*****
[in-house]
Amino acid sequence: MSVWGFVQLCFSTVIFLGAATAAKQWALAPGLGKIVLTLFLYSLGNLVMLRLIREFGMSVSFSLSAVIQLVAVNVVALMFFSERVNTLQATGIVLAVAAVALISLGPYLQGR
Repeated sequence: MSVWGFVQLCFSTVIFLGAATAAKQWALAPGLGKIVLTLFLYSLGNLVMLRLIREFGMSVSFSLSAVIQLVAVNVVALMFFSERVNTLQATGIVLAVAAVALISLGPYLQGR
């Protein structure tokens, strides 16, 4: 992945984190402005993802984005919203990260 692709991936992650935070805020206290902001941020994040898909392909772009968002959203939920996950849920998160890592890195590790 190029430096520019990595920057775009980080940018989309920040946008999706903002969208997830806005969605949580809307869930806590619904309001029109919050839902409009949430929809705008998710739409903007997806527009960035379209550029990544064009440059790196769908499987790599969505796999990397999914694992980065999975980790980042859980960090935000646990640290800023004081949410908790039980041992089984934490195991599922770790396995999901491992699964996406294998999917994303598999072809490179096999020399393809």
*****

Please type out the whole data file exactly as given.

[in-house]
Amino acid sequence: MSVWGFVQLCFSTVIFLGAATAAKQWALAPGLGKIVLTLFLYSLGNLVMLRLIREFGMSVSFSLSAVIQLVAVNVVALMFFSERVNTLQATGIVLAVAAVALISLGPYLQGR
Repeated sequence: MSVWGFVQLCFSTVIFLGAATAAKQWALAPGLGKIVLTLFLYSLGNLVMLRLIREFGMSVSFSLSAVIQLVAVNVVALMFFSERVNTLQATGIVLAVAAVALISLGPYLQGR
């Protein structure tokens, strides 16, 4: 992945984190402005993802984005919203990260 692709991936992650935070805020206290902001941020994040898909392909772009968002959203939920996950849920998160890592890195590790 190029430096520019990595920057775009980080940018989309920040946008999706903002969208997830806005969605949580809307869930806590619904309001029109919050839902409009949430929809705008998710739409903007997806527009960035379209550029990544064009440059790196769908499987790599969505796999990397999914694992980065999975980790980042859980960090935000646990640290800023004081949410908790039980041992089984934490195991599922770790396995999901491992699964996406294998999917994303598999072809490179096999020399393809």